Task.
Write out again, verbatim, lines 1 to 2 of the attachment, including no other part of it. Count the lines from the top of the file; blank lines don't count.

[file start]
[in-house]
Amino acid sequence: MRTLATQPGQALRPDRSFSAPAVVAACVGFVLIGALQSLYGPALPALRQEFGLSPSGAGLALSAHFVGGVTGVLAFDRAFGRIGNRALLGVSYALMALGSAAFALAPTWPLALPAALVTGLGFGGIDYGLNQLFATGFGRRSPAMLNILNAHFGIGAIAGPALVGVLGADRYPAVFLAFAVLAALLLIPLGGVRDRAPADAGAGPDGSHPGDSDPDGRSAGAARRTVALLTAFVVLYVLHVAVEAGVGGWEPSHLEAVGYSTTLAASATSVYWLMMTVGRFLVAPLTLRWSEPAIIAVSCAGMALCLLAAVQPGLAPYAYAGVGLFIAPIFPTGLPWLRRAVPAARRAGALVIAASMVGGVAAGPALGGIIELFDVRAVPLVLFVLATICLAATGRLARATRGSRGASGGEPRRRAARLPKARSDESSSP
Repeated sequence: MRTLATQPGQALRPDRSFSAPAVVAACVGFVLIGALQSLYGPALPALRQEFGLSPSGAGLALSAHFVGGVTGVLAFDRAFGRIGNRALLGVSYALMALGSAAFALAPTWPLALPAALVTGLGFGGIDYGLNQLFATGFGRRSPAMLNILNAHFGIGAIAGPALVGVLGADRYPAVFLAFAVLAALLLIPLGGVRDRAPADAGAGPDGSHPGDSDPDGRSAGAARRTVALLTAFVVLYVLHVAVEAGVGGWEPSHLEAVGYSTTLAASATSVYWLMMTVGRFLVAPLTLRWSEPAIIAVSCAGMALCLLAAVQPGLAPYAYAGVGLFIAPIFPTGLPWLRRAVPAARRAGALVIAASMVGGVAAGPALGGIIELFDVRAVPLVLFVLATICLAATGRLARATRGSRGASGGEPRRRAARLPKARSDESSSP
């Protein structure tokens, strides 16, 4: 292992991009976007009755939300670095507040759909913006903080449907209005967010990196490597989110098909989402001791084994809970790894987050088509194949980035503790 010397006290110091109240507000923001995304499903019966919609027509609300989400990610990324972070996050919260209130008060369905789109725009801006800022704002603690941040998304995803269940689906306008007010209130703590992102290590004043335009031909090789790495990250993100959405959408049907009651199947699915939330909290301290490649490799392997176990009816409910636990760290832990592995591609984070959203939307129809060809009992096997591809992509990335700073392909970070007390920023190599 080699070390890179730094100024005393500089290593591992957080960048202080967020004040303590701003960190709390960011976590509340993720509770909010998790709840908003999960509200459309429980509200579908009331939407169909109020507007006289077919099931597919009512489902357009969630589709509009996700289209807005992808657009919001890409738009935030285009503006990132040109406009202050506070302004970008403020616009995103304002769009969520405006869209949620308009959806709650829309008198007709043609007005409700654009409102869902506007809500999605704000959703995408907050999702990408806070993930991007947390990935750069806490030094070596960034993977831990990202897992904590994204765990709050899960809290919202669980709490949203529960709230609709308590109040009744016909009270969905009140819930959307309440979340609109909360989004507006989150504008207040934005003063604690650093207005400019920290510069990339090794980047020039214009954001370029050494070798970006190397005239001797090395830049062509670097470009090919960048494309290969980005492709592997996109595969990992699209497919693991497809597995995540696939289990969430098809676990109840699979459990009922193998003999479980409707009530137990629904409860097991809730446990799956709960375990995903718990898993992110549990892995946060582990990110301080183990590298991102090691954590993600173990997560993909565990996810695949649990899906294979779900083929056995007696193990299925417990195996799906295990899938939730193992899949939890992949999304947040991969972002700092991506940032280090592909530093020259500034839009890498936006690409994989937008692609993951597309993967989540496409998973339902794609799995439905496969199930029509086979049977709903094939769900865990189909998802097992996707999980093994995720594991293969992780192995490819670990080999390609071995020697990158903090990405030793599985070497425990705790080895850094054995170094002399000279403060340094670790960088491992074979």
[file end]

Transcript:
[in-house]
Amino acid sequence: MRTLATQPGQALRPDRSFSAPAVVAACVGFVLIGALQSLYGPALPALRQEFGLSPSGAGLALSAHFVGGVTGVLAFDRAFGRIGNRALLGVSYALMALGSAAFALAPTWPLALPAALVTGLGFGGIDYGLNQLFATGFGRRSPAMLNILNAHFGIGAIAGPALVGVLGADRYPAVFLAFAVLAALLLIPLGGVRDRAPADAGAGPDGSHPGDSDPDGRSAGAARRTVALLTAFVVLYVLHVAVEAGVGGWEPSHLEAVGYSTTLAASATSVYWLMMTVGRFLVAPLTLRWSEPAIIAVSCAGMALCLLAAVQPGLAPYAYAGVGLFIAPIFPTGLPWLRRAVPAARRAGALVIAASMVGGVAAGPALGGIIELFDVRAVPLVLFVLATICLAATGRLARATRGSRGASGGEPRRRAARLPKARSDESSSP